How to secure personal data amid a breach: Here’s a list of dos and don’ts | Business Standard News*******

Clipped from: https://www.business-standard.com/article/current-affairs/explained-how-to-secure-your-online-personal-data-amid-a-breach-123010201112_1.html

Use virtual credit cards when you want to make an online transaction

India is one of the biggest global centres for cybercrimes. India has 700 million smartphone users. In December 2022, 783 crore transactions took place on UPI with over Rs 12.8 trillion worth of transaction value. The Digital India initiative offers the whole spectrum of government services.

Local shops as well as larger businesses offer several forms of digital payment options and of course, it’s convenient. It’s practically impossible to use e-commerce, without using some form of digital payment. Similarly, if you’re entering your details on a travel ticketing site, or a healthcare site, or applying to register a vehicle, or a vehicle FASTag, you have to register personal data.

Given that most Indians carry out several transactions in a day, it’s impossible to avoid leaking data. Considering the huge number of people making transactions, and the vast number of organisations in digital transaction chains, it is a given your data will, at some stage, be in a database that gets hacked or sold.

The railway passenger leak, for example, supposedly came from one of Indian Railway Catering and Tourism Corporation’s (IRCTC) partners. It included details such as username, email, verified mobile number, unverified mobile number, gender, city, state, language preferences and travel including PNR and train number, etc.

Other hacks of other organisations could include credit/debit card numbers, Aadhaar/PAN details, etc. It is easy enough to buy databases of people who have registered vehicles, bought household appliances, or donated to charity. It is also possible to obtain databases of folks who have undergone medical tests, since pathological labs have been hacked. According to cybersecurity firm Kaspersky, organisations from India contributed 9.8 per cent of all data leaks advertised on the Dark Web in 2021 and 35 per cent of all sell orders placed on the Dark Web involved Indian databases.

Such data can be exploited in various ways that affect individuals. One is simply to importune you to buy something. Another is via the offer of a second credit card, or personal loan. A third is entreaties to donate to other charities.

These are in the realm of the irritating. However, this data can also be exploited for phishing scams, or impersonations. The commonest phishing scams involve sending a link to a smartphone — if you click on that link, your phone would be compromised and subsequent personal data sucked up.

Another scam involves impersonation. If a scammer has enough data about you, that scammer can approach the telecom service provider stating that your SIM card is damaged, or your phone has been stolen, and asking for a replacement SIM. They may then use that SIM to bypass two-factor authentication, which involves an OTP sent to your phone to log into various services including your bank account, Paytm or Aadhaar. A third scam involves sending messages to your phone book apparently from you, saying you’re stuck in hospital somewhere and desperately need a loan. This requires taking over your SIM, your email, your Facebook account. Again, not uncommon.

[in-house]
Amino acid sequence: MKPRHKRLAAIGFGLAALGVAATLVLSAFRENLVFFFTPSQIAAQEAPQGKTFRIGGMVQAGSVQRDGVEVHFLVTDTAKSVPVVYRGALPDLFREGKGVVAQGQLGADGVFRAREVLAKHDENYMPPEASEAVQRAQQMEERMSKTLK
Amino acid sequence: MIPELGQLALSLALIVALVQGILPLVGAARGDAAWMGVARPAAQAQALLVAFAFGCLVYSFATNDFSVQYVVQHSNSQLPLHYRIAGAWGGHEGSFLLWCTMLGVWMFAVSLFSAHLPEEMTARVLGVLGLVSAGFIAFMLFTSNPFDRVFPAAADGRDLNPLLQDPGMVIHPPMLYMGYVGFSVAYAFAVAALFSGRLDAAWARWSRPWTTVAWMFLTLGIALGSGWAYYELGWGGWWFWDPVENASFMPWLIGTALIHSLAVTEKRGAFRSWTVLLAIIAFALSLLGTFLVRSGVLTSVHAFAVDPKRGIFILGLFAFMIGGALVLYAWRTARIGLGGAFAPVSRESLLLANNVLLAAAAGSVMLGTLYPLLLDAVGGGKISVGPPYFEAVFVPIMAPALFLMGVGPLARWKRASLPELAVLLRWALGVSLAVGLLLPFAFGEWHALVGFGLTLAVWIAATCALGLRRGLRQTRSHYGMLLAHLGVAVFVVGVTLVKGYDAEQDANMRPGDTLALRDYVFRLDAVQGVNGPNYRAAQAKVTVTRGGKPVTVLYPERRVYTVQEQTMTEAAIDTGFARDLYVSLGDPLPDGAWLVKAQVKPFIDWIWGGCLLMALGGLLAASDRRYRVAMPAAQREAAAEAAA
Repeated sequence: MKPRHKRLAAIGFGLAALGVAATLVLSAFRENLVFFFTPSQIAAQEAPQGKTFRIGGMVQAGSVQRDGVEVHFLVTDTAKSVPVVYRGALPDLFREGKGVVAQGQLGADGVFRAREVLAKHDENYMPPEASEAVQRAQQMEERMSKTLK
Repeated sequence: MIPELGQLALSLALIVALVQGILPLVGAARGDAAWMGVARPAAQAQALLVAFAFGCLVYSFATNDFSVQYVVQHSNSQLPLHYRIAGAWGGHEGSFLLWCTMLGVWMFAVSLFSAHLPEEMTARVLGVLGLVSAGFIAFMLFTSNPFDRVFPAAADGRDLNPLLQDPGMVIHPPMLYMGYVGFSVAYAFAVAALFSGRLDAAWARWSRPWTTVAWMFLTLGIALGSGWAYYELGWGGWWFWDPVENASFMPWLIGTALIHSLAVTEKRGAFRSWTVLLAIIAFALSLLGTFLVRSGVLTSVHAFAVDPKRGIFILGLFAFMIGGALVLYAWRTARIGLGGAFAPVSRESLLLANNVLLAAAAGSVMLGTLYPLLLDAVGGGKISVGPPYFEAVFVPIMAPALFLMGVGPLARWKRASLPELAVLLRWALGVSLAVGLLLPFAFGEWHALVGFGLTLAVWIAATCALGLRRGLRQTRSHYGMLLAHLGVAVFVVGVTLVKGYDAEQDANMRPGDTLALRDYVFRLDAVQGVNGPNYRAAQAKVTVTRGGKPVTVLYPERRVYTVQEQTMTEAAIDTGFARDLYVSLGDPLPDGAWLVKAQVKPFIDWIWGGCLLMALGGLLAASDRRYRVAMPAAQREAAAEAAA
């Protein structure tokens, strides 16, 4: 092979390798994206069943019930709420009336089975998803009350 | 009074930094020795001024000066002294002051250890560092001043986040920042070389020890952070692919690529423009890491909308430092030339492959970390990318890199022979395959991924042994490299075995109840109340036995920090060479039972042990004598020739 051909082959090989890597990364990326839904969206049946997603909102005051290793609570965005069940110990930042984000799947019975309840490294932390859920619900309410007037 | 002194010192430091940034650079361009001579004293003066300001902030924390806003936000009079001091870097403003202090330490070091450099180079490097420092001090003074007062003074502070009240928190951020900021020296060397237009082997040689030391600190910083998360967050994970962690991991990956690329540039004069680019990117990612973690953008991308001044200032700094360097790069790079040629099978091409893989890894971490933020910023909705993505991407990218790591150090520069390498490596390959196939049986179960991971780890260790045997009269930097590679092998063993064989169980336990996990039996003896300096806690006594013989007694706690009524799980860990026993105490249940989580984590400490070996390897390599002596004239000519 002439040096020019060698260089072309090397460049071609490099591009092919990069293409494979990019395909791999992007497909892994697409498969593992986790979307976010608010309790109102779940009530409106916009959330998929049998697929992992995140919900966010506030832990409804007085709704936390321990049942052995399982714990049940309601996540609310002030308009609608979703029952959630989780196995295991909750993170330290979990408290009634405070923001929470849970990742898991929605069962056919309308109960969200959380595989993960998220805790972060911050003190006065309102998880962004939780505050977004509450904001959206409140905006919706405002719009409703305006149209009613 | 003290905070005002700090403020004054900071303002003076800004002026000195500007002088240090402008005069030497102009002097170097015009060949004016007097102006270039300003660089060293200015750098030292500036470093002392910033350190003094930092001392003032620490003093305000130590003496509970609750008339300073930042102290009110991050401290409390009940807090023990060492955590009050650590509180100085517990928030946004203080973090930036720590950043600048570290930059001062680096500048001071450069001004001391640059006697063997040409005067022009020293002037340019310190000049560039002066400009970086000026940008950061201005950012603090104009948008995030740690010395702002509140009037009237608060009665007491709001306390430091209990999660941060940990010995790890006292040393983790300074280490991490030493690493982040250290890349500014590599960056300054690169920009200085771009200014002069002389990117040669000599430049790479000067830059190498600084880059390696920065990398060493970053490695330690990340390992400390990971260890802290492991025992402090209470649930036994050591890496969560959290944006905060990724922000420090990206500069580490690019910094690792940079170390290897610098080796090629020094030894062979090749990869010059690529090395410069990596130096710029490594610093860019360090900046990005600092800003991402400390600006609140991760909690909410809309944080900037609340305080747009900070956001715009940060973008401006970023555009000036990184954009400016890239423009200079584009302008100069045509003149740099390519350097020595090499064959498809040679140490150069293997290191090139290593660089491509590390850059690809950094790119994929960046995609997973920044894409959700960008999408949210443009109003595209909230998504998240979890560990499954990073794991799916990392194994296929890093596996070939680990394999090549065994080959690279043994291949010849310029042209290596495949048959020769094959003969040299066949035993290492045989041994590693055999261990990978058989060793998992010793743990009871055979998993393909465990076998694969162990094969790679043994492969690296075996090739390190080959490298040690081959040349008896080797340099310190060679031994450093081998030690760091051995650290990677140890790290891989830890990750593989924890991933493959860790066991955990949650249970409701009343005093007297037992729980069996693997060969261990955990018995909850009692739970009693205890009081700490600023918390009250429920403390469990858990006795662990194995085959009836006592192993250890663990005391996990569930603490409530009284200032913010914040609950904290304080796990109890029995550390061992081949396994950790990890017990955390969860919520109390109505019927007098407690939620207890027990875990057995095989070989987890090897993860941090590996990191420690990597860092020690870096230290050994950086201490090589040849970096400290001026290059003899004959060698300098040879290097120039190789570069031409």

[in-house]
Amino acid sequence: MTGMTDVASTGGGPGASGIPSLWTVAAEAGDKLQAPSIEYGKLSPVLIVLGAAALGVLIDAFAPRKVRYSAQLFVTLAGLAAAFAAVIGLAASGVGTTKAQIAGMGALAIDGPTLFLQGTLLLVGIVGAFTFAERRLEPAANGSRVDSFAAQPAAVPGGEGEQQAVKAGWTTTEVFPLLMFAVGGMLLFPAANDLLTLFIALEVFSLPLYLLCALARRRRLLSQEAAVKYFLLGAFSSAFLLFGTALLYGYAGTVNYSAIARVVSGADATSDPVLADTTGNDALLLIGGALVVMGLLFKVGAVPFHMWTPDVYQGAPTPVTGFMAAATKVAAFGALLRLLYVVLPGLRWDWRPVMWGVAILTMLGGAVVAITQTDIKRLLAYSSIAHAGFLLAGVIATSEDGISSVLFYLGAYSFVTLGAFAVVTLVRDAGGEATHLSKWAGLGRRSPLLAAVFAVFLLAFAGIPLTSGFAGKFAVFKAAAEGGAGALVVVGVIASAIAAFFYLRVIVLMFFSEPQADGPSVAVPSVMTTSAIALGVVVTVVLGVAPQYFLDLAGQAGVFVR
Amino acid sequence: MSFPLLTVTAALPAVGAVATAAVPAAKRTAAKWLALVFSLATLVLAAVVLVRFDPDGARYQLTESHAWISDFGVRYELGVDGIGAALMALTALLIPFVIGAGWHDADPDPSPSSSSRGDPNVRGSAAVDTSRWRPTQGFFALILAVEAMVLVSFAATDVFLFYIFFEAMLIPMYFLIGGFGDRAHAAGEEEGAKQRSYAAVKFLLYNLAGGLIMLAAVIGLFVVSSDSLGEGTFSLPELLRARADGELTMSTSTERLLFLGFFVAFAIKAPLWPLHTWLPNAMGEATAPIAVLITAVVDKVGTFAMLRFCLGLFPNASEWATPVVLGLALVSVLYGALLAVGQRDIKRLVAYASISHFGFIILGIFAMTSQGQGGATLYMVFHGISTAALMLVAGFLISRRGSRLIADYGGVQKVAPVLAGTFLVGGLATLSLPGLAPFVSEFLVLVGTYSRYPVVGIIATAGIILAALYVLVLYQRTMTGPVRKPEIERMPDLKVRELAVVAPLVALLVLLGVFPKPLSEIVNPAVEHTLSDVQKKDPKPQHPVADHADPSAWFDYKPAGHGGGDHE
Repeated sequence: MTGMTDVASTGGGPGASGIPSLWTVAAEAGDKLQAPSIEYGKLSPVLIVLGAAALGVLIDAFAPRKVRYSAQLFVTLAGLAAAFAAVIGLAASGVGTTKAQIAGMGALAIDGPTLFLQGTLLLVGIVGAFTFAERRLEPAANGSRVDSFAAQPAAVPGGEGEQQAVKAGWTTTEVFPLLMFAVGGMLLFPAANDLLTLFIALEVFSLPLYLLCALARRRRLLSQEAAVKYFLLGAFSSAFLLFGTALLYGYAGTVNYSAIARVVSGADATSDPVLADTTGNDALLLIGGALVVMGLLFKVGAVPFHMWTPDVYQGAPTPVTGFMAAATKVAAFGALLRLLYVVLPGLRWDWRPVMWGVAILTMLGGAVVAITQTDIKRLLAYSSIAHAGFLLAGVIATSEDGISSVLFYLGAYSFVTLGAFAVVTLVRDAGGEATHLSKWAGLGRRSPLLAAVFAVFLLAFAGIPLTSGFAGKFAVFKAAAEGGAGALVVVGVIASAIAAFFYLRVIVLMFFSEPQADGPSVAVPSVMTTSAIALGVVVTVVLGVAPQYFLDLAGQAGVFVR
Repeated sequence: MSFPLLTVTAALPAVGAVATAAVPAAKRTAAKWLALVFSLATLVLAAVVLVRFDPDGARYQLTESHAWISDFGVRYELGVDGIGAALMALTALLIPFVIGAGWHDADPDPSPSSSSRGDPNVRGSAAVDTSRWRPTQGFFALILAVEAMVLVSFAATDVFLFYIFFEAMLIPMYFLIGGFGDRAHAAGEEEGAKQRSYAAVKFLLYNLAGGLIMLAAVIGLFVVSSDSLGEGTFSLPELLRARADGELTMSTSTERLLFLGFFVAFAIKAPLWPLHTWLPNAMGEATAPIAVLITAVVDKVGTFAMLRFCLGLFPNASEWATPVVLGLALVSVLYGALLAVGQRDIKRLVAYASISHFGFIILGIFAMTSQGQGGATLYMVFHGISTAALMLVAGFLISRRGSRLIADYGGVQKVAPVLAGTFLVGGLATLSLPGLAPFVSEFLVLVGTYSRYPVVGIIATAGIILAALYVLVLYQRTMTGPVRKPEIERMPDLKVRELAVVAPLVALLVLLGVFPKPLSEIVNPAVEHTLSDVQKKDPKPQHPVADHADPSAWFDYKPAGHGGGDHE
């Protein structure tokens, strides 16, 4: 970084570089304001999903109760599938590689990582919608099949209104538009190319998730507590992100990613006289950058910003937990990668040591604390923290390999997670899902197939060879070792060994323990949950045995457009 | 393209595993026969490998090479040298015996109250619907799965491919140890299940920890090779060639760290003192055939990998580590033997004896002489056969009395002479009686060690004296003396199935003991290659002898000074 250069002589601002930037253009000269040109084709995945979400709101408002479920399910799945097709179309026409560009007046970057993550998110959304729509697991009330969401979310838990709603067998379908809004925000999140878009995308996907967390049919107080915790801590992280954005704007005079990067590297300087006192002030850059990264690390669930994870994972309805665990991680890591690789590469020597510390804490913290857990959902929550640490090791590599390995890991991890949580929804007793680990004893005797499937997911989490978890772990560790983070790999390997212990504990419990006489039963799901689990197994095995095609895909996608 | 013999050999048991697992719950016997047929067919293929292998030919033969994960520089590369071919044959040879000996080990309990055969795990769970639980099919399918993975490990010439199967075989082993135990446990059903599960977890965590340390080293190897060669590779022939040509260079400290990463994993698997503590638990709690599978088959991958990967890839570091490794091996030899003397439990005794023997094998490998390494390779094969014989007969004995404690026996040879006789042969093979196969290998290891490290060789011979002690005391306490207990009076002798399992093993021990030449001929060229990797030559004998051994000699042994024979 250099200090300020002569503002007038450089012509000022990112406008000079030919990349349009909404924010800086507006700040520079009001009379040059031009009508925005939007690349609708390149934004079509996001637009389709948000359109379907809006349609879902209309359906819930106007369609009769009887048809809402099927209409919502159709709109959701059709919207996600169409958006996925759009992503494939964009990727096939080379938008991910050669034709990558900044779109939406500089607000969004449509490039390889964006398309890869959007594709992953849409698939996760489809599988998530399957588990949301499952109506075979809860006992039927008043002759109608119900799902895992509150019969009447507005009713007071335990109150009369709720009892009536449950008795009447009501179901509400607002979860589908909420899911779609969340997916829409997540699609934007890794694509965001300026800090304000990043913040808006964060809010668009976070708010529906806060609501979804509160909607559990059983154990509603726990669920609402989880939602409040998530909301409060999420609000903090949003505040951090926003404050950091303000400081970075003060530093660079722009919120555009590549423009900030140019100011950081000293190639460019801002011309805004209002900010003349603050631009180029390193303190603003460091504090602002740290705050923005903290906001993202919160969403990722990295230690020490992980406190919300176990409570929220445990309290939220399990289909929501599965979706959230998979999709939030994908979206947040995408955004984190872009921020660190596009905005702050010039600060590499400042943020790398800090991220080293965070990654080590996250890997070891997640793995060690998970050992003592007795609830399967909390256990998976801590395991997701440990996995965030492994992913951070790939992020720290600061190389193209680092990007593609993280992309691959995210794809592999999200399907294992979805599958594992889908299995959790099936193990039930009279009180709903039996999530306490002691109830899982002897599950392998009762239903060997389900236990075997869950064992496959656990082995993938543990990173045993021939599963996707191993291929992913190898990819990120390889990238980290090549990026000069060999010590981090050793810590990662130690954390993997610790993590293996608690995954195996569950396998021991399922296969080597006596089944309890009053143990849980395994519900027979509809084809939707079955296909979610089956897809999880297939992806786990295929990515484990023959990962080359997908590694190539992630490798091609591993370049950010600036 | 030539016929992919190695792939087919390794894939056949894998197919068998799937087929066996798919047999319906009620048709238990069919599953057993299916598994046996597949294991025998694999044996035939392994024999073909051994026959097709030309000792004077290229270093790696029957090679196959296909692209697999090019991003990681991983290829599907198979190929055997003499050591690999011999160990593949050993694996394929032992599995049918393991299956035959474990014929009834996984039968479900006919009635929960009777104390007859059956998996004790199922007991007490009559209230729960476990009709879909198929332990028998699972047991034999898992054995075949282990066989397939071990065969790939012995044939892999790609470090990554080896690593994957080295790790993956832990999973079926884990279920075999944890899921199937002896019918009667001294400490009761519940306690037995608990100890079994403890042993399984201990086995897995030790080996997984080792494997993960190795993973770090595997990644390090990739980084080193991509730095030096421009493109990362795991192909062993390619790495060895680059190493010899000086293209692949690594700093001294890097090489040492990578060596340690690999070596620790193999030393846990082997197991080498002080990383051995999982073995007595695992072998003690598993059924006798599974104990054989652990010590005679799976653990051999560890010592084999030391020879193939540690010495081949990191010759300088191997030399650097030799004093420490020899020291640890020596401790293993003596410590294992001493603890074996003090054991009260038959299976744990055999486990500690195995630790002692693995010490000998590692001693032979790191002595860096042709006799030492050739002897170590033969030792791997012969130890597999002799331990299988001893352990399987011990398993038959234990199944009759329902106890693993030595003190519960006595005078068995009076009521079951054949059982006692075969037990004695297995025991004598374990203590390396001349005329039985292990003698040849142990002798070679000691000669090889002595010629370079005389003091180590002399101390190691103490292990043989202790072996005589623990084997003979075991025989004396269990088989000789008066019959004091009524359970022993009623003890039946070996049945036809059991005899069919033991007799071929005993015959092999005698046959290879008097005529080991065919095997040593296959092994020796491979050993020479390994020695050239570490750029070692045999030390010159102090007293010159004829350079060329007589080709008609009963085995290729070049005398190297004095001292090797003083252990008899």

More sophisticated scams involve sextortion. An attractive young person contacts you on WhatsApp and seduces you into an online sexual encounter, which is recorded and used for blackmail. Many people pay up. Of course, once you pay up your bank account may also be compromised!

What can you do if you think you’ve been compromised? First of all, there are several different organisations that can help check if your personal data is available on the Dark Web. Have I Been Pwned (HIBP) is one of the more popular websites that will check for your info. Be careful though — there are no guarantees these searches are either complete, or safe — since the Dark Web is approximately 10x the size of the “non-Dark Web”.

Beyond this, try the following. Use virtual credit cards online rather than your credit card — ask your bank for this when you want to make an online transaction. It’s quite easy. Use a credit card rather than your debit card when you swipe. Keep a very low balance in your Paytm wallet. This is all damage control. If the instrument you use gets hacked, a credit card is easier to block. A virtual credit card has a limited balance set by you. When you have an Aadhaar authentication to be done, please mask your Aadhaar number. There are explicit instructions issued by the Unique Identification Authority of India about the process and again, it’s quite easy.

Beyond this, there’s not a great deal you can do to protect your data. Don’t recharge your phone at public outlets — carry a power bank instead. Also avoid clicking on interesting links sent by “friends”. And, if you decide to get into an online sexual encounter with a stranger, and get blackmailed, refuse to pay up.

Safe keeping

  • Many organisations can help check if your personal data is available on the Dark Web. Have I Been Pwned (HIBP) is one such popular website. But there are no guarantees that these searches are either complete or safe
  • Use virtual credit cards when you want to make an online transaction
  • Use a credit card rather than debit card when you swipe
  • Keep a very low balance in your Paytm wallet
  • If the instrument you use gets hacked, a credit card is easier to block
  • A virtual credit card has exactly limited balance set by you
  • If you have to do Aadhaar authentication, mask your Aadhaar number

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